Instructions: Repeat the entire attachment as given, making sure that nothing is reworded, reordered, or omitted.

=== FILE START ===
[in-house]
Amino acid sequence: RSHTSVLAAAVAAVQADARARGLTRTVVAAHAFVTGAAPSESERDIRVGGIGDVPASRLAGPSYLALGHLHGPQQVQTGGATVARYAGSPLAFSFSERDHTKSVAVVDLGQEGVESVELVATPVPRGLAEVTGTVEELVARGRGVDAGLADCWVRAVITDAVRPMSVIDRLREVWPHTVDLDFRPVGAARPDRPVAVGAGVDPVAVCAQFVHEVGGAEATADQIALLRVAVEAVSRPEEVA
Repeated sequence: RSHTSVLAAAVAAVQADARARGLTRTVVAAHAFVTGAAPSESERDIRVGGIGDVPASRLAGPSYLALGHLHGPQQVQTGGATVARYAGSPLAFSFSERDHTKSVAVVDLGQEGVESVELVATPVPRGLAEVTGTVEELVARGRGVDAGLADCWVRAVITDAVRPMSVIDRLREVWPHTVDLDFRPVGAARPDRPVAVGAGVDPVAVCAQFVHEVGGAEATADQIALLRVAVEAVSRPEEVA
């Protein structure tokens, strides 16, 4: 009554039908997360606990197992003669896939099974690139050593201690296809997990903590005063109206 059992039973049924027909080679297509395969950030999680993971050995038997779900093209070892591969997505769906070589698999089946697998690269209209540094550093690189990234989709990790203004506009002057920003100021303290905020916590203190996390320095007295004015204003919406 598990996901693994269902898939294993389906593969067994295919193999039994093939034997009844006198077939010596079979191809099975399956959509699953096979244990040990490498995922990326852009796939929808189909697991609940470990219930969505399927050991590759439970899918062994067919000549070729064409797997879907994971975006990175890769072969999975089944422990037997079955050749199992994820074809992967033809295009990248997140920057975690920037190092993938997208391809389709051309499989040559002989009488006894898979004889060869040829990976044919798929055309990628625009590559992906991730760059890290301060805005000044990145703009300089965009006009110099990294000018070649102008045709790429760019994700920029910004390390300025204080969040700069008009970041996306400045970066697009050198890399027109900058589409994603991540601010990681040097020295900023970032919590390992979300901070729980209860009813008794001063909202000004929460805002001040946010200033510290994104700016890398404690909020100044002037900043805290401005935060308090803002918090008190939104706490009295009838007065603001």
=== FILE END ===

[in-house]
Amino acid sequence: RSHTSVLAAAVAAVQADARARGLTRTVVAAHAFVTGAAPSESERDIRVGGIGDVPASRLAGPSYLALGHLHGPQQVQTGGATVARYAGSPLAFSFSERDHTKSVAVVDLGQEGVESVELVATPVPRGLAEVTGTVEELVARGRGVDAGLADCWVRAVITDAVRPMSVIDRLREVWPHTVDLDFRPVGAARPDRPVAVGAGVDPVAVCAQFVHEVGGAEATADQIALLRVAVEAVSRPEEVA
Repeated sequence: RSHTSVLAAAVAAVQADARARGLTRTVVAAHAFVTGAAPSESERDIRVGGIGDVPASRLAGPSYLALGHLHGPQQVQTGGATVARYAGSPLAFSFSERDHTKSVAVVDLGQEGVESVELVATPVPRGLAEVTGTVEELVARGRGVDAGLADCWVRAVITDAVRPMSVIDRLREVWPHTVDLDFRPVGAARPDRPVAVGAGVDPVAVCAQFVHEVGGAEATADQIALLRVAVEAVSRPEEVA
């Protein structure tokens, strides 16, 4: 009554039908997360606990197992003669896939099974690139050593201690296809997990903590005063109206 059992039973049924027909080679297509395969950030999680993971050995038997779900093209070892591969997505769906070589698999089946697998690269209209540094550093690189990234989709990790203004506009002057920003100021303290905020916590203190996390320095007295004015204003919406 598990996901693994269902898939294993389906593969067994295919193999039994093939034997009844006198077939010596079979191809099975399956959509699953096979244990040990490498995922990326852009796939929808189909697991609940470990219930969505399927050991590759439970899918062994067919000549070729064409797997879907994971975006990175890769072969999975089944422990037997079955050749199992994820074809992967033809295009990248997140920057975690920037190092993938997208391809389709051309499989040559002989009488006894898979004889060869040829990976044919798929055309990628625009590559992906991730760059890290301060805005000044990145703009300089965009006009110099990294000018070649102008045709790429760019994700920029910004390390300025204080969040700069008009970041996306400045970066697009050198890399027109900058589409994603991540601010990681040097020295900023970032919590390992979300901070729980209860009813008794001063909202000004929460805002001040946010200033510290994104700016890398404690909020100044002037900043805290401005935060308090803002918090008190939104706490009295009838007065603001």